How are new cloud developments changing CIO, CTO and CISO responsibilities?

Today more than ever, adoption of the cloud, as well as the changes resulting from the digital transformation, require leaders and those managers responsible for digital strategy in the organizations to work more closely with their teams. They also need to strengthen their relationship with the business and to be more flexible and agile in the decision-making process, proposing new formats, and increasing efficiency. The primary objective of their organization should be to offer a positive experience to the end customer.

What types of cloud security questions should organizations ask themselves?

The natural question is, “What can and should go to the cloud?” Once defined, it is understood that the organization is willing to assume certain risks; the next step is to adequately resolve how to mitigate those risks from the human, business and technology perspectives.

What are the best ways for newly remote organizations to improve their cloud/cloud security infrastructure?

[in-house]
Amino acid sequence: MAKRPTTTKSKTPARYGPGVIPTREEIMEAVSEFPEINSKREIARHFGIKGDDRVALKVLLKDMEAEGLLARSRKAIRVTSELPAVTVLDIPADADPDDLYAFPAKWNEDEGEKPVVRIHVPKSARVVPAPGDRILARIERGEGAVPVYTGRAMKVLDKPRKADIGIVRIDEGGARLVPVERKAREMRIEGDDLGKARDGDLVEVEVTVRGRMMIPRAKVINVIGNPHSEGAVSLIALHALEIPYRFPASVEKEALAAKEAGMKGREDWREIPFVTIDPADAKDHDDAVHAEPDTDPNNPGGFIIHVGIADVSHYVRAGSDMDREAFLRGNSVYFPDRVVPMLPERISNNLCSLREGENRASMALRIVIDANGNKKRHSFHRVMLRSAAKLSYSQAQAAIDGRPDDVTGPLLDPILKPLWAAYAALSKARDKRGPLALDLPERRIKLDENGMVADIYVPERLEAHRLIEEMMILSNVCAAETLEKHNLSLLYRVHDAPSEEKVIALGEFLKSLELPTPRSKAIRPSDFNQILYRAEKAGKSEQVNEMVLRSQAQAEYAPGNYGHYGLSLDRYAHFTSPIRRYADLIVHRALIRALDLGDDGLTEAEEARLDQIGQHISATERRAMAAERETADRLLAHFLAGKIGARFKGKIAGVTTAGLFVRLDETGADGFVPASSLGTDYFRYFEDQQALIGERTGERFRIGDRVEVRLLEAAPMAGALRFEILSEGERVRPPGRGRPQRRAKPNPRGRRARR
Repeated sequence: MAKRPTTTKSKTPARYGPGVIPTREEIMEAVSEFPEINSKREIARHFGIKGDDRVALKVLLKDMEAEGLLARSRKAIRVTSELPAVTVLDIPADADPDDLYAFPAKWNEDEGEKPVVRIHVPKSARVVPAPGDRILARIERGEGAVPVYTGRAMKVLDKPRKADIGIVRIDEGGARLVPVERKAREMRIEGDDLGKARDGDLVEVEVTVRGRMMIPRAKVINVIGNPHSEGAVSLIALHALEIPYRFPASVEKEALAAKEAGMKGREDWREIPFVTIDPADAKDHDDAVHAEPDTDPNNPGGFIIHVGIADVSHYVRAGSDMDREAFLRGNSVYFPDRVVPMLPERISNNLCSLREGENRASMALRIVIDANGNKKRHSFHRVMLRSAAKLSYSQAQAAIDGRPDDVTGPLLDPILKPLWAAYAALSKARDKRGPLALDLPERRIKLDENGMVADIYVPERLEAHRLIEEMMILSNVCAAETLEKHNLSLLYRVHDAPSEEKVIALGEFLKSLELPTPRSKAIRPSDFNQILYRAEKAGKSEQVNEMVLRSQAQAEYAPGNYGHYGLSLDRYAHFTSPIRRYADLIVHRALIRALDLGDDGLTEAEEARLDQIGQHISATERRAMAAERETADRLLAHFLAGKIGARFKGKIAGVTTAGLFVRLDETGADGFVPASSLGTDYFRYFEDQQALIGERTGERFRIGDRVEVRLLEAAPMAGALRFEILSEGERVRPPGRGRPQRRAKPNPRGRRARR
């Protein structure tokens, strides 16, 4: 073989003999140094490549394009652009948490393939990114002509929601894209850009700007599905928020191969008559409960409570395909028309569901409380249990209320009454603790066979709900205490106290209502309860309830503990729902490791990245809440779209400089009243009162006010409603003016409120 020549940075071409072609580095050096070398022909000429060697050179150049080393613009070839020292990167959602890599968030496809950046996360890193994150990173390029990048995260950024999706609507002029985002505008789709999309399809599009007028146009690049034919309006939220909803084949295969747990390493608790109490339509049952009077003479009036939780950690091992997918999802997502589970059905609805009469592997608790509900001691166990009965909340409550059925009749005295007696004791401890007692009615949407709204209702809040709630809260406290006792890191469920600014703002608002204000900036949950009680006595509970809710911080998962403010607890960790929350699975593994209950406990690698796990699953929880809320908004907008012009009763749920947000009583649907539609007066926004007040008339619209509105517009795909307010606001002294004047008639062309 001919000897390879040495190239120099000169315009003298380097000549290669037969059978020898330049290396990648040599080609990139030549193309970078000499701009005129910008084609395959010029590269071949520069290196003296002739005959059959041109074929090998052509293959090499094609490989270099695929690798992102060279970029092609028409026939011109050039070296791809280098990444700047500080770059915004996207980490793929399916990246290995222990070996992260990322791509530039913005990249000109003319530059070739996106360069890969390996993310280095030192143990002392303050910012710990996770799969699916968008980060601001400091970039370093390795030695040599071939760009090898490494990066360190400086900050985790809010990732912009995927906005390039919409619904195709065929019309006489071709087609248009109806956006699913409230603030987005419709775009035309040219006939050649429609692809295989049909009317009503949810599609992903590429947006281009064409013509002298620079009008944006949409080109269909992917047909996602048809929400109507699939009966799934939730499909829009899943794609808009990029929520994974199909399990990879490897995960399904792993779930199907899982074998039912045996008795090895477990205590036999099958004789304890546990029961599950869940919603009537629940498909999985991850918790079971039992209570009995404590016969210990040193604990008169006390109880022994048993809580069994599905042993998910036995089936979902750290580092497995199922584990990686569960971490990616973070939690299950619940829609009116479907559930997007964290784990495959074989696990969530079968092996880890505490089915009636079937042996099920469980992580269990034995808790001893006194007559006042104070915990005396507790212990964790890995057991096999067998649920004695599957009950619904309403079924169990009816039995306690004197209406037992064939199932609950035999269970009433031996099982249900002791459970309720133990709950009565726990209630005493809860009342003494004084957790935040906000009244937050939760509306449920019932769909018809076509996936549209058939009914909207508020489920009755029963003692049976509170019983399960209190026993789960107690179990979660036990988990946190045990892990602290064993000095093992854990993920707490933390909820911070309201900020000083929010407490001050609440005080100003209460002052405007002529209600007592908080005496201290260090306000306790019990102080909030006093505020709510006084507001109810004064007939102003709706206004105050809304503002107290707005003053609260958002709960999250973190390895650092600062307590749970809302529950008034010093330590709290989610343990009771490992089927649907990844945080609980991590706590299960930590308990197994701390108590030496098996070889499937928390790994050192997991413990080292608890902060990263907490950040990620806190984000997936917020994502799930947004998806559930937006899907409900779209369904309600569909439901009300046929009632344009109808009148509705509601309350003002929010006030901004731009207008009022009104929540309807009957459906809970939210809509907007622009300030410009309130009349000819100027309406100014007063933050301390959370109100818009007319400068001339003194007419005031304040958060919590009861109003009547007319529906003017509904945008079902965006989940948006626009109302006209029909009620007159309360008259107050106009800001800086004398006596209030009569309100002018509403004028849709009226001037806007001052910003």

From experience, I believe these aspects are essential:

  • Be specific in the responsibilities of technological assets; a clear and precise SLA.
  • The cyber security approach must be preventive. It is useless to react. Zero trust is a recommended practice.
  • The security architecture must be flexible; the cloud of today is not necessarily that of tomorrow. Investment in cyber security must be protected.
  • Consolidating, automating and managing processes is imperative to be able to respond to constant change in a timely and cost-effective way.

How can organizations ensure the security of their supply chains’ clouds?

From a practical approach, it should be as follows:

  • All technology adoption must be implemented preventively in all security layers.
  • There should be a clear access control policy based on the user, not on the device.
  • All data must be encrypted.
  • Cyber security management should be simple and unified for private data centers, public or private clouds, or a mix of these.